Published: Tue, January 23, 2018
Worldwide | By Gretchen Simon

'Five dead' in banned protest in Kinshasa

'Five dead' in banned protest in Kinshasa

France on Monday blamed Congolese security forces for the shooting dead of at least six people and wounding of dozens during a protest against President Joseph Kabila organised by the Catholic Church. She was fatally shot as she stepped out of a church in the Kitambo section of the capital, according to Jean-Baptise Sondji, a doctor and former minister who is now a government opponent.

50 people were injured in Sunday's clashes and dozens arrested according to a spokesman for the United Nations mission while a former minister Jean-Baptise Sondji said he witnessed the death of a 16-year-old.

"An armored auto passed in front of the church".

"A girl who was at the left side door of the church was hit by a bullet", he said, adding that she was already dead when she was taken by taxi to a hospital.

At least 16 people were wounded, four seriously, including two from bullets, during the protest, a nurse at a medical centre near Saint-Joseph church in another popular sector of the city.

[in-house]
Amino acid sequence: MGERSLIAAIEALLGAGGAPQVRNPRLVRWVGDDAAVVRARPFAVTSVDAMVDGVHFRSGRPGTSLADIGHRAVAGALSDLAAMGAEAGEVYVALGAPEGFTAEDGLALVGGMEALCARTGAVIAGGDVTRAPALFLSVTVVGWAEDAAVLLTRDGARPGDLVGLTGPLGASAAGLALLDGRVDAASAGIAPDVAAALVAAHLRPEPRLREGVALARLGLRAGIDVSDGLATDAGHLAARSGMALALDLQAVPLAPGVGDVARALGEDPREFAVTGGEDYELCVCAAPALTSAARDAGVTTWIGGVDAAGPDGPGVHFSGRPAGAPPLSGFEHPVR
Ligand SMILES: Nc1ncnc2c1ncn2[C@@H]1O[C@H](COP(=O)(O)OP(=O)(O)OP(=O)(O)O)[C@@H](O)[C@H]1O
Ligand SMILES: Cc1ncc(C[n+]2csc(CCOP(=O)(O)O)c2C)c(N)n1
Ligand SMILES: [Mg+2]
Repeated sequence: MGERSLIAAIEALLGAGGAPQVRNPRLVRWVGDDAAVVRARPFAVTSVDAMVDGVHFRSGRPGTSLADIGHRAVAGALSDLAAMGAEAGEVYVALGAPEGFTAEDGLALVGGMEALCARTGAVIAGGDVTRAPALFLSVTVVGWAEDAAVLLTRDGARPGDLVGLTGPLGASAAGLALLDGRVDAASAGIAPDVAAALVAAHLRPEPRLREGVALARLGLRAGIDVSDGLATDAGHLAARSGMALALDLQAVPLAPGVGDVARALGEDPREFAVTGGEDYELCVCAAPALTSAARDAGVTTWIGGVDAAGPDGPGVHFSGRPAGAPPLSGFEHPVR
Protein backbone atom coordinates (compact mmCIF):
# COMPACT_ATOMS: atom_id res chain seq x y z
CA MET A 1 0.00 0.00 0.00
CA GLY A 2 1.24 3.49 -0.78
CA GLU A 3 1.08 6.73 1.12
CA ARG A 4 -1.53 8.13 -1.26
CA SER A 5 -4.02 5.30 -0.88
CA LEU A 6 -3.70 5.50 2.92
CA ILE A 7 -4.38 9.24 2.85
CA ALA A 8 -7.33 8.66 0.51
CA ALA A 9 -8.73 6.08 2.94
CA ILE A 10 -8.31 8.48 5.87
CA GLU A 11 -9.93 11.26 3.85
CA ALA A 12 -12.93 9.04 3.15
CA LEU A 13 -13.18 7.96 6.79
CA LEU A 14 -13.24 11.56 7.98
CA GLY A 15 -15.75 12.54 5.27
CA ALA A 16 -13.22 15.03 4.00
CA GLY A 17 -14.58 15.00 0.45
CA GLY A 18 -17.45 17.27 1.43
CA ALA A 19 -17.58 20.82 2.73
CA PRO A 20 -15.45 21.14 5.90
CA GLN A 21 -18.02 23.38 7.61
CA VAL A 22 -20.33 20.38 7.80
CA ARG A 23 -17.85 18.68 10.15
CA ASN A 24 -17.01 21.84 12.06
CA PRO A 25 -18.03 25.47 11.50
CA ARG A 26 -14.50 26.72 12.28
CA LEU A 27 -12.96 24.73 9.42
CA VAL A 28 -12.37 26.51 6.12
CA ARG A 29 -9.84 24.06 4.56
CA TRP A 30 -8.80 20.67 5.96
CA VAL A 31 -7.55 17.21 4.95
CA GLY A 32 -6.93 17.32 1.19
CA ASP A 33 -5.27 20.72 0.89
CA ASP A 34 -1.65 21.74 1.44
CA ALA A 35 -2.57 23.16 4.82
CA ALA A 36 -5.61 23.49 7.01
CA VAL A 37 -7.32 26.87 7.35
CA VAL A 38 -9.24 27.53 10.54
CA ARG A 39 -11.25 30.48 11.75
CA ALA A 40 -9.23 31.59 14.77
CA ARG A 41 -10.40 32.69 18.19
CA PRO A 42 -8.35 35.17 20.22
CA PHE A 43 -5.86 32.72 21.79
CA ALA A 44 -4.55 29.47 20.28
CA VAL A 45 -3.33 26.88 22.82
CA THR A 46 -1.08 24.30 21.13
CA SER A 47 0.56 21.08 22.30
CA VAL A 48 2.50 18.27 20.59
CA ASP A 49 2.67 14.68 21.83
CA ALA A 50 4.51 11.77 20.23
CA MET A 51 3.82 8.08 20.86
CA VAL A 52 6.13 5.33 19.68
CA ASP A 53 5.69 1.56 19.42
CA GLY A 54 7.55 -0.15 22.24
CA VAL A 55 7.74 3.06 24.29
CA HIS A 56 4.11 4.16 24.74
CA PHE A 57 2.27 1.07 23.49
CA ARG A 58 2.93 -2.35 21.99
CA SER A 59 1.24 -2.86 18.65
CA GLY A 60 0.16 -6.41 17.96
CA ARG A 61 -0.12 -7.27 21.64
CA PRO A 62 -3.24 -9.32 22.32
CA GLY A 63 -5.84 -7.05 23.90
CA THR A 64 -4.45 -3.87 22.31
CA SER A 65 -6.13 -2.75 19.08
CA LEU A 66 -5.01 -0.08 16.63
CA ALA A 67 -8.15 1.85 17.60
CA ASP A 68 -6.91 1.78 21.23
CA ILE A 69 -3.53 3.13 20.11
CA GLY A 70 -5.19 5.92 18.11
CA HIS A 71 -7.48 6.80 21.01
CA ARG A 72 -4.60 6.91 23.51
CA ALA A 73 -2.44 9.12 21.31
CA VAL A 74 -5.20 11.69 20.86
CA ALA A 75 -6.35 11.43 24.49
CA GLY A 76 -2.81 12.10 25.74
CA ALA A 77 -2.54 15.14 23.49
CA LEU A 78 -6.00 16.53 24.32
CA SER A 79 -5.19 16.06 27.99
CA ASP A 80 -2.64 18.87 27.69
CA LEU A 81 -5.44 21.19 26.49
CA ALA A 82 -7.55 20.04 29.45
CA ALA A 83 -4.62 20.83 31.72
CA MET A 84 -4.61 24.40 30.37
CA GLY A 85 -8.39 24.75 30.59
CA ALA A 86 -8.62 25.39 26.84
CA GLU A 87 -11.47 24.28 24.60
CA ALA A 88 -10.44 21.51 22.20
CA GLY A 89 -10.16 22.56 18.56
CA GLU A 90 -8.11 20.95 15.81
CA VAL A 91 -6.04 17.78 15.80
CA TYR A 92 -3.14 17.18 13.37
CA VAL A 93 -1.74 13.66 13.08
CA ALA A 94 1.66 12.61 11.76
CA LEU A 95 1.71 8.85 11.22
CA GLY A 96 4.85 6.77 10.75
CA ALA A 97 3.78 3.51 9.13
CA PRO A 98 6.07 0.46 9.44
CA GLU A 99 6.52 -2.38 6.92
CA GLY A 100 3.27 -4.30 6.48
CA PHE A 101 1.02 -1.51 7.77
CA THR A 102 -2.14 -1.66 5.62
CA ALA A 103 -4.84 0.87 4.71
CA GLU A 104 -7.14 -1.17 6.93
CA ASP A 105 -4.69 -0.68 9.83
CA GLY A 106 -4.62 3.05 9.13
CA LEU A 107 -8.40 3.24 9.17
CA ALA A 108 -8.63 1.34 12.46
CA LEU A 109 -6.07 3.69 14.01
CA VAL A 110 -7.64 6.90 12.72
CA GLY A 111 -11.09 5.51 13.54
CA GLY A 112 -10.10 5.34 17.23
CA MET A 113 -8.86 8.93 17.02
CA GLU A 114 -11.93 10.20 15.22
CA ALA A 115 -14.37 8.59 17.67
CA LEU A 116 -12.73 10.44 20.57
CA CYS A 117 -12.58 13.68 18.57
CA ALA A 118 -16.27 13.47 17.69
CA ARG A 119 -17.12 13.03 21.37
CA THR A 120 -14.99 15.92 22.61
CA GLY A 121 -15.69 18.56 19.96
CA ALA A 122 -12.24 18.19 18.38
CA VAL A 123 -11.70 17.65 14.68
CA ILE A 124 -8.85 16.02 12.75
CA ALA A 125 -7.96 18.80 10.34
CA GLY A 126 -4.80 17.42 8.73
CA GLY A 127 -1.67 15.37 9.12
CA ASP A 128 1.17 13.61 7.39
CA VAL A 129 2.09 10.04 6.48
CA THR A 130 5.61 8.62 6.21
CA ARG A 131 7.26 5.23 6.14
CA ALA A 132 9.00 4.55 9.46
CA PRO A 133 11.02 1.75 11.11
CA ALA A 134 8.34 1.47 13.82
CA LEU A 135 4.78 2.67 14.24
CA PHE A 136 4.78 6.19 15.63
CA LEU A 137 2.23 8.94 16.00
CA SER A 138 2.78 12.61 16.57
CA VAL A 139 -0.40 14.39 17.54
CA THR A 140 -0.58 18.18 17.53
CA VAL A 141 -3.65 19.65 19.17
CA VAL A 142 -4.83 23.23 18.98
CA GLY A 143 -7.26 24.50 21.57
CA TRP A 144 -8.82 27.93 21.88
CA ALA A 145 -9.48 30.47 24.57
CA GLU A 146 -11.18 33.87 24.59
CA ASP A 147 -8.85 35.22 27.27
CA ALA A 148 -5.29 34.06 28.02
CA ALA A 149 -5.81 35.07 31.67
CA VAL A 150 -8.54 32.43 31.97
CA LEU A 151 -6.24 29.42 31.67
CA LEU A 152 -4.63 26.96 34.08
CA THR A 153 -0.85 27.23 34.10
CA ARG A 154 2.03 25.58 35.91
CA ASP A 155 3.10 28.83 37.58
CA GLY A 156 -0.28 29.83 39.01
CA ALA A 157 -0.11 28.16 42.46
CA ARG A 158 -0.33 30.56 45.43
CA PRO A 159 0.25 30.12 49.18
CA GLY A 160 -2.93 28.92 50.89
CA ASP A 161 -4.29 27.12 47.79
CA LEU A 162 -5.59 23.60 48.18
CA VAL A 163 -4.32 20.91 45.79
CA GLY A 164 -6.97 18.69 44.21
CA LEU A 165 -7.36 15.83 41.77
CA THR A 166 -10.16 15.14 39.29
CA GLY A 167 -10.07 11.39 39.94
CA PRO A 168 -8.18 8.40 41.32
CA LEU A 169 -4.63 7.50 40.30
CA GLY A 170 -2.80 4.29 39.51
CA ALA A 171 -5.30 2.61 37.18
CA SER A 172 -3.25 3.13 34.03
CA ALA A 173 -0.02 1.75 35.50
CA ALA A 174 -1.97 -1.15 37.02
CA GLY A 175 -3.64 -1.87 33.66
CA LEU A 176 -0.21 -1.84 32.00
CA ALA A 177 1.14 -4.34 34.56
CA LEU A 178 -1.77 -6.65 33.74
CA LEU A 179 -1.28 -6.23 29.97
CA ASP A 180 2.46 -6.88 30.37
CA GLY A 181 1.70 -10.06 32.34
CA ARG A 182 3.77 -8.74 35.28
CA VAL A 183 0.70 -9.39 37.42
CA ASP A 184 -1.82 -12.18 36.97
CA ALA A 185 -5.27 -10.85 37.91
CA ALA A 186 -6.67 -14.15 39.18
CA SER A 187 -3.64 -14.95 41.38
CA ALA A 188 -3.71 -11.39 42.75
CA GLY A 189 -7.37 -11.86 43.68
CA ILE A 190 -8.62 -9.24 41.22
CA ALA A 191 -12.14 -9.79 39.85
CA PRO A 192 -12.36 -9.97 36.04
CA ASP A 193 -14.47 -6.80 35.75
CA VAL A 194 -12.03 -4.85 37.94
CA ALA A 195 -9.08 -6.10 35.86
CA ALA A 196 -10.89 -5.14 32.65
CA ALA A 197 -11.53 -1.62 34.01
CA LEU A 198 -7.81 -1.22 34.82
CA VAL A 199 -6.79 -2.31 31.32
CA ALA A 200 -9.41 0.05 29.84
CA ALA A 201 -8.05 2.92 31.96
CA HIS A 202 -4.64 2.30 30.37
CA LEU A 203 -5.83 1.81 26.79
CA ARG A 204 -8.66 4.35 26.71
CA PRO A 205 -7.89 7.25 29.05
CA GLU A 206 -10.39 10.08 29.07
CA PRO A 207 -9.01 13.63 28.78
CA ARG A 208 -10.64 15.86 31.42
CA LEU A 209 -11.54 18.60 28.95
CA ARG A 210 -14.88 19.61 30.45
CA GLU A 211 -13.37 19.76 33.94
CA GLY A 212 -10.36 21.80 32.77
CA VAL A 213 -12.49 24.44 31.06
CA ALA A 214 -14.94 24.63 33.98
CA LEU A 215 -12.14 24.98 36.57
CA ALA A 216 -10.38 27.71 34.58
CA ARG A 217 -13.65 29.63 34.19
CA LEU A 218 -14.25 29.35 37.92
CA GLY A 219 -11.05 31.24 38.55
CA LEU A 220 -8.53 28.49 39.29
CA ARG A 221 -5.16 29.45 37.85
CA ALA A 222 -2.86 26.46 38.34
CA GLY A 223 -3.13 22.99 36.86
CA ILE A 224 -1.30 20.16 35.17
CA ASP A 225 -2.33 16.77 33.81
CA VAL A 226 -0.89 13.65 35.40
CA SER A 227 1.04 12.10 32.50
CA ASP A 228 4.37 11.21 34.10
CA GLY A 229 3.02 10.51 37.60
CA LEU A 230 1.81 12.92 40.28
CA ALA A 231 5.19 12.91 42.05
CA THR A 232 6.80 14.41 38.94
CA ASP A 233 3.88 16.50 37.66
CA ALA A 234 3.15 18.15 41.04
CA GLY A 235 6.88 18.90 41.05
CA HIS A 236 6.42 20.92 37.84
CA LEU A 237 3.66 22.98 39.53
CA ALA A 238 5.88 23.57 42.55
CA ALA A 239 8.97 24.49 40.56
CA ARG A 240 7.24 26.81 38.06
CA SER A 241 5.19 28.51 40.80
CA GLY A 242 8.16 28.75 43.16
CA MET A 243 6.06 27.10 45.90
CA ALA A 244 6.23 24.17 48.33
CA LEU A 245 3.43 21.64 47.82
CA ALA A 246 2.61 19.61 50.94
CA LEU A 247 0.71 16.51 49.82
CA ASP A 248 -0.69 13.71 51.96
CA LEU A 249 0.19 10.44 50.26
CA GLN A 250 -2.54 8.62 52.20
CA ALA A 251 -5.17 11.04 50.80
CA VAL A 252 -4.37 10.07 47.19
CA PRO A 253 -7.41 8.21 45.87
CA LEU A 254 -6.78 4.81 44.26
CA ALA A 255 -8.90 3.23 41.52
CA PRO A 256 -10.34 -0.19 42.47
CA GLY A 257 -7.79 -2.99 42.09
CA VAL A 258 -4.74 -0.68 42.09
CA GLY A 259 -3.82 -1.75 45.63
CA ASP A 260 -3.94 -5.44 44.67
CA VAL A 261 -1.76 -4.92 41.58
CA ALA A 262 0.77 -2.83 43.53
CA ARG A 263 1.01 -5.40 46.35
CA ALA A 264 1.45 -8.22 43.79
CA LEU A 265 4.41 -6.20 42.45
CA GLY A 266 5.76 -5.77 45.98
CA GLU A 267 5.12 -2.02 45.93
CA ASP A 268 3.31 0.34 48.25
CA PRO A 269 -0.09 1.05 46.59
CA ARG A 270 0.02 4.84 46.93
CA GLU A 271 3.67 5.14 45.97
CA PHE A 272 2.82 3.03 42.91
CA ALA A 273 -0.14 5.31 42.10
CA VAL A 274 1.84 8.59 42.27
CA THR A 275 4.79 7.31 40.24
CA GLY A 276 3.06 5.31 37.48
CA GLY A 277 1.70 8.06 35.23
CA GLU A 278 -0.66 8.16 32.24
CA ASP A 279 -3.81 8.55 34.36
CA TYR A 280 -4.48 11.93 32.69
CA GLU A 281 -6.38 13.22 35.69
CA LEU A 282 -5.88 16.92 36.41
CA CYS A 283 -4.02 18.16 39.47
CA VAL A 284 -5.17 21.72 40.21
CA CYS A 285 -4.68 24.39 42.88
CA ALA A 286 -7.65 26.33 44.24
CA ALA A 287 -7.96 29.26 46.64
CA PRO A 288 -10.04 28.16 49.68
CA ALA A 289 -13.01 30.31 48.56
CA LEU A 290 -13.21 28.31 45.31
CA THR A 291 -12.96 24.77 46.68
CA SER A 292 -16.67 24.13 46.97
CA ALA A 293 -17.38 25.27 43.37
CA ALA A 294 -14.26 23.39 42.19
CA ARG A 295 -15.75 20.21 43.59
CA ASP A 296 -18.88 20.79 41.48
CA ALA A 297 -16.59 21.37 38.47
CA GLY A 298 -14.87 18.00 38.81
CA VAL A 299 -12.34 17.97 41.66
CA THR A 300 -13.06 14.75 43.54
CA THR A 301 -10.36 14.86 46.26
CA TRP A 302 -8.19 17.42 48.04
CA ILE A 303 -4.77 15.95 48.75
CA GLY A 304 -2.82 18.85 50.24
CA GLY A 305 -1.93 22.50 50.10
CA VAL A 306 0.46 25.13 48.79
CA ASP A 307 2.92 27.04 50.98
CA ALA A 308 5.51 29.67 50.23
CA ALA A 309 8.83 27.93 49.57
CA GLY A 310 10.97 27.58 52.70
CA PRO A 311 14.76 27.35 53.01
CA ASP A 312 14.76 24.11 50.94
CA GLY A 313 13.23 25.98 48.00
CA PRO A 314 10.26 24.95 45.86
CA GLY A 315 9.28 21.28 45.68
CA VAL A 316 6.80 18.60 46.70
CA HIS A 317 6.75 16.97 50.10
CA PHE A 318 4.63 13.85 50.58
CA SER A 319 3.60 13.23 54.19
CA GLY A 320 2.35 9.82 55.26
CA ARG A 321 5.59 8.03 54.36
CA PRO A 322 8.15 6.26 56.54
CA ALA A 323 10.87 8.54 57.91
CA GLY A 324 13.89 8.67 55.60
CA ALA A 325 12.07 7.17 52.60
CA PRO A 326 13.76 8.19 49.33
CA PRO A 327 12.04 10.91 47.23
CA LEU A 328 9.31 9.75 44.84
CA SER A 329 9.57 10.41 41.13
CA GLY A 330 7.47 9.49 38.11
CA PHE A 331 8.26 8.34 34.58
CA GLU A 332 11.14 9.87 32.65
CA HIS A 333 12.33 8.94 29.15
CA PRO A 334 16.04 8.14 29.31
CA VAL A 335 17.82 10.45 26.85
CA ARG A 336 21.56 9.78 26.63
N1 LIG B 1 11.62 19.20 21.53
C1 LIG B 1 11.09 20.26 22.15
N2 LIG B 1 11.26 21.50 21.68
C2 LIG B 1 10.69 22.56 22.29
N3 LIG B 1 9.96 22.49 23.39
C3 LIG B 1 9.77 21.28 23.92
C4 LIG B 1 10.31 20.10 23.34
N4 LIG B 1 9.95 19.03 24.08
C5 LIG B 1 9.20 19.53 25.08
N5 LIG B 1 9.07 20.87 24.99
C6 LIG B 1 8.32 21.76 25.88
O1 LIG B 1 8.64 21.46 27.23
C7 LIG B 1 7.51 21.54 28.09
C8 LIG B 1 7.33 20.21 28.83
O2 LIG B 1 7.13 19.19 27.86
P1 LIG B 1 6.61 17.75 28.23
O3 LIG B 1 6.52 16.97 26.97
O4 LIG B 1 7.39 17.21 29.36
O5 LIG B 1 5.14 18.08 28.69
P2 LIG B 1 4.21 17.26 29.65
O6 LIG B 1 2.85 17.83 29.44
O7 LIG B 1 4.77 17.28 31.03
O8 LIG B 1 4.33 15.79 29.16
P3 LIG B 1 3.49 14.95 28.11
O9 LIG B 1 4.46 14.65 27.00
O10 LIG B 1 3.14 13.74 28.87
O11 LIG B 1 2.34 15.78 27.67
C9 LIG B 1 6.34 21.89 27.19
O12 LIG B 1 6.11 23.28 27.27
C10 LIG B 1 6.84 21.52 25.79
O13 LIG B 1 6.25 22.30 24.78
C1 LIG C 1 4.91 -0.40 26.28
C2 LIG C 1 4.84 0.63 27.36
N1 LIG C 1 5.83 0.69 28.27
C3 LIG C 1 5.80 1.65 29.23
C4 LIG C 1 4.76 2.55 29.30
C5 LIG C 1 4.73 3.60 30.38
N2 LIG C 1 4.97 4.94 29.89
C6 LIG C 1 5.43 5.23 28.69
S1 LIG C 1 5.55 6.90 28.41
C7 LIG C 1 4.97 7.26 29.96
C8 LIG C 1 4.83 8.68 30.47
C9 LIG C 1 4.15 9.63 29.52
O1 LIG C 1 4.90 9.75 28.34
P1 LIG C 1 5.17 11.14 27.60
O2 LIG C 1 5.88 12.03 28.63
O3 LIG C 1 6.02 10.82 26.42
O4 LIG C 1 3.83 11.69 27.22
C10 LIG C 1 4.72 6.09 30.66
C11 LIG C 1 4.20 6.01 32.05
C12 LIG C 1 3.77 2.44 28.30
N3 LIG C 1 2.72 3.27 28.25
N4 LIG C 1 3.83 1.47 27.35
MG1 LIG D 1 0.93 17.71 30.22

"The church deplores the excessive use of force on demonstrators who were only armed with Bibles, rosaries and branches, " said Abb Donatien Nshole, the secretary general of the National Episcopal Conference of Congo, in a statement to RNS.

Tensions were also reported by AFP journalists in the major cities of Kisangani, Lubumbashi, Goma, Beni and Mbuji Mayi.

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The previous anti-Kabila march, on December 31, descended into a bloody crackdown after police and security forces fired on protesters.

This has stoked fears that the vast, mineral-rich Democratic Republic of Congo could slide back into the wars that killed millions in the 1990s, mostly from hunger and disease.

Kabila can remain in power until the next election is held, although he is barred by the Constitution from seeking another term in office.

"I marched today for a simple reason: I want to bring up my children in a country that respects human rights", protester Pascal Kabeya, a 40-year-old market trader, said amid a few hundred demonstrators in a Kinshasa suburb. Internet access in Kinshasa, the country's capital, was cut the day before.

"If they decide to repress, there will be no peace".

The protests organised by the Catholic church have been supported by worldwide bodies and countries including the United States, United Kingdom and Switzerland.

The Catholic church was pivotal in mediation between the government and the opposition forces, yet, Kabila failed to follow the agreement he signed pledging to step down at the end of a year ago for peace to prevail.

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